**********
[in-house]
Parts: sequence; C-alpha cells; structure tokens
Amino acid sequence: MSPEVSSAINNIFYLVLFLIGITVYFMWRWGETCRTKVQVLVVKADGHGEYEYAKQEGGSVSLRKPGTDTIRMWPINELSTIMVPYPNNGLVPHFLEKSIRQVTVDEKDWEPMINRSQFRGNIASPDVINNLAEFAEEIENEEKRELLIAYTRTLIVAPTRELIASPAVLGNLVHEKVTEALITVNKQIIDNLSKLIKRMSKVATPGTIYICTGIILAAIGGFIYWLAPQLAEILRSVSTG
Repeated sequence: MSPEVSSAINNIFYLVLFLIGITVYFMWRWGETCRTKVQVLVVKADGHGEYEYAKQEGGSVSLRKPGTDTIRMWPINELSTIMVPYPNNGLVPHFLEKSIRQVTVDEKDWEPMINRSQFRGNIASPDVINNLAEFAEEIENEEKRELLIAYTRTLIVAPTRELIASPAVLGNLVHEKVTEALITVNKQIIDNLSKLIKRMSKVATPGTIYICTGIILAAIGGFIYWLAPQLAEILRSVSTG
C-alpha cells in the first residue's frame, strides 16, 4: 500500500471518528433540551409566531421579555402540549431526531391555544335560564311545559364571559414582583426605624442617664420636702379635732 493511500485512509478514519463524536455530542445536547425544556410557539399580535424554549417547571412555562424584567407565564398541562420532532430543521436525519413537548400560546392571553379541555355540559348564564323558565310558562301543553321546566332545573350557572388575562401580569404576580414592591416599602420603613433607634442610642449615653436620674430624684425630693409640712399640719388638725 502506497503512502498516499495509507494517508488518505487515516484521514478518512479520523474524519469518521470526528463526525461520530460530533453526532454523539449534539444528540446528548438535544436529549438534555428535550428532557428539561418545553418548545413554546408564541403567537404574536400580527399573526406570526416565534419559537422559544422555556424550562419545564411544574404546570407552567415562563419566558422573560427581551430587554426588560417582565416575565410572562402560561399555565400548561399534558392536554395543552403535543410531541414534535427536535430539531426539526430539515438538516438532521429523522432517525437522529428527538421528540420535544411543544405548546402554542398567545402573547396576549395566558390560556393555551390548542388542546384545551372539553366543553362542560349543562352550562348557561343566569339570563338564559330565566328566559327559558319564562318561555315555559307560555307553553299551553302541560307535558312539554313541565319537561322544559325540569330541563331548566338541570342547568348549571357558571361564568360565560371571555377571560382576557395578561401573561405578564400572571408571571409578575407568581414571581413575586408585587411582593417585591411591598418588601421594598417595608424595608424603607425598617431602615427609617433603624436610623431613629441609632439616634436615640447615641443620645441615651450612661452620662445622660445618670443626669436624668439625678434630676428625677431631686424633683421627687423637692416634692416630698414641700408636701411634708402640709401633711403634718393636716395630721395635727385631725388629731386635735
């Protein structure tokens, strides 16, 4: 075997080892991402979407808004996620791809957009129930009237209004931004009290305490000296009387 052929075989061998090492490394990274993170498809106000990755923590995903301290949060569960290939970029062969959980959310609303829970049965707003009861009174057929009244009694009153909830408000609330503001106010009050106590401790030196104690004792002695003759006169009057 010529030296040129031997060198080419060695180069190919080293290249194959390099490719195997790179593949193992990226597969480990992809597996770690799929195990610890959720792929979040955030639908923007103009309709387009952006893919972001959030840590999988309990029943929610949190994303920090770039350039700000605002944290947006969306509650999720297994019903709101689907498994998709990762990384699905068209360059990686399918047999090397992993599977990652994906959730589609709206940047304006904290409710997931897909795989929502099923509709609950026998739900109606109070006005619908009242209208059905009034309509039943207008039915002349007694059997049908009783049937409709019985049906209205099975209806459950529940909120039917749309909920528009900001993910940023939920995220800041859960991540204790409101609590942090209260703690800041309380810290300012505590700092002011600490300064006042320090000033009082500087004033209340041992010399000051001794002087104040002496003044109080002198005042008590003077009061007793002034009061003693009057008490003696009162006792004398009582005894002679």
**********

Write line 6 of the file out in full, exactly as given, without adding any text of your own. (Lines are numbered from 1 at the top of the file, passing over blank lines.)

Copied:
């Protein structure tokens, strides 16, 4: 075997080892991402979407808004996620791809957009129930009237209004931004009290305490000296009387 052929075989061998090492490394990274993170498809106000990755923590995903301290949060569960290939970029062969959980959310609303829970049965707003009861009174057929009244009694009153909830408000609330503001106010009050106590401790030196104690004792002695003759006169009057 010529030296040129031997060198080419060695180069190919080293290249194959390099490719195997790179593949193992990226597969480990992809597996770690799929195990610890959720792929979040955030639908923007103009309709387009952006893919972001959030840590999988309990029943929610949190994303920090770039350039700000605002944290947006969306509650999720297994019903709101689907498994998709990762990384699905068209360059990686399918047999090397992993599977990652994906959730589609709206940047304006904290409710997931897909795989929502099923509709609950026998739900109606109070006005619908009242209208059905009034309509039943207008039915002349007694059997049908009783049937409709019985049906209205099975209806459950529940909120039917749309909920528009900001993910940023939920995220800041859960991540204790409101609590942090209260703690800041309380810290300012505590700092002011600490300064006042320090000033009082500087004033209340041992010399000051001794002087104040002496003044109080002198005042008590003077009061007793002034009061003693009057008490003696009162006792004398009582005894002679």